Sunday, September 30, 2012

Chico writer's exposé of the U.S. Forest Service

The mission of the U.S. Forest Service is the management of almost 200 million acres of timberland. According to Christopher Burchfield, who worked for the agency, that mission has been systematically undermined since the late 1970s. "In 1973," he writes, "Gene C. Bernardi, a female U.S. Forest Service research sociologist, filed a class action lawsuit charging the agency with sex discrimination. In 1979 the Forest Service entered into a consent decree with the plaintiff."

Burchfield sifted through thirty-seven boxes of "letters, reports, directives and minutes of meetings" at the Federal Records Storage Center in San Bruno, all relating to the civil suit. The result of his investigations, which include interviews with current and former Forest Service employees affected by the consent decree, is "The Tinder Box: How Politically Correct Ideology Destroyed the U.S. Forest Service" ($27.95 in paperback from Stairway Press,; also available in Barnes and Noble Nook e-book format).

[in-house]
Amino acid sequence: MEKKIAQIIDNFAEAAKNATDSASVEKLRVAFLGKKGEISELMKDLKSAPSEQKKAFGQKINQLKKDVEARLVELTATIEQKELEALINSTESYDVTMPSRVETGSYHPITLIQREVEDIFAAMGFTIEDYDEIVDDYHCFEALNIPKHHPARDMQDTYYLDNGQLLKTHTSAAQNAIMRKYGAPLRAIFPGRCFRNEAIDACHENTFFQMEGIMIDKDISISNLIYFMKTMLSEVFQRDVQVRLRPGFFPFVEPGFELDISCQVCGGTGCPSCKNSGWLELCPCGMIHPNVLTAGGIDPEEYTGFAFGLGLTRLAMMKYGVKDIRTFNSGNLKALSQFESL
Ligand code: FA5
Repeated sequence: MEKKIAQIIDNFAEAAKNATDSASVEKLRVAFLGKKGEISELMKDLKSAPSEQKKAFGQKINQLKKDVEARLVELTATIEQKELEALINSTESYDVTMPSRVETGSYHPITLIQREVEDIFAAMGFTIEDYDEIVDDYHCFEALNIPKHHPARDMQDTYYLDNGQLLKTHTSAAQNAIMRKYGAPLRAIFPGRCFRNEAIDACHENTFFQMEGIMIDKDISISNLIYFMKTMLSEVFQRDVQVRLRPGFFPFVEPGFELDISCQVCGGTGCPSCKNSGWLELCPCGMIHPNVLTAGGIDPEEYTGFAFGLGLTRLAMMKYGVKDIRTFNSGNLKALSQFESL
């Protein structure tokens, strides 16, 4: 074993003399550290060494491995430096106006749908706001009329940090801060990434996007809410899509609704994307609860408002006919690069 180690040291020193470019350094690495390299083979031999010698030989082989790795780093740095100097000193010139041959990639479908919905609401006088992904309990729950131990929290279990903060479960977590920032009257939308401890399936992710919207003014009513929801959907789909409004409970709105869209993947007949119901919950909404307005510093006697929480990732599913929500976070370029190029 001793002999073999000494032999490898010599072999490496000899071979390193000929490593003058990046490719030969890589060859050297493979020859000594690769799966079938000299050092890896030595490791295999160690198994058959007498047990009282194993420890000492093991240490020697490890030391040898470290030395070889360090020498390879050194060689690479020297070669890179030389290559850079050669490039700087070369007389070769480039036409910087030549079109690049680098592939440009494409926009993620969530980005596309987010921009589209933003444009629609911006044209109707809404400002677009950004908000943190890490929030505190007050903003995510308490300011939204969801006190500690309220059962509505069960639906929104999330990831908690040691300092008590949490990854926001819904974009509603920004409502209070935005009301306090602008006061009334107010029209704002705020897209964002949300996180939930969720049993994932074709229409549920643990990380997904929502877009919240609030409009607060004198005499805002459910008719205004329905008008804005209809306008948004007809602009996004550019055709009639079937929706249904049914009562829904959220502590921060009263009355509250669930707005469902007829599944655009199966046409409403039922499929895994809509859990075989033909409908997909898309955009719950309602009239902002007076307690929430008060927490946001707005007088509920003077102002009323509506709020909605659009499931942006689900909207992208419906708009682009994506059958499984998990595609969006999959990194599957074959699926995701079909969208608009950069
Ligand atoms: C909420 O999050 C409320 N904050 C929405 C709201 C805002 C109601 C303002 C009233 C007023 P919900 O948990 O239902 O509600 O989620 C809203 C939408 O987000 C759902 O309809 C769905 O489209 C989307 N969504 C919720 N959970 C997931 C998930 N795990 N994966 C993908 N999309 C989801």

Burchfield is scheduled to sign copies of his book at Barnes and Noble in Chico this Thursday, October 4, at 6:30 p.m. An interview with the author, conducted by Nancy Wiegman of Nancy's Bookshelf on KCHO (Northstate Public Radio, 91.7 FM) is available at

As the effect of the Bernardi consent decree began to radiate outward, Burchfield contends, more and more qualified men were passed over in favor of a misguided egalitarianism, putting women into positions for which they were psychologically and physically unqualified. Merit promotion was undermined and the agency was beset by legal challenges to its policies.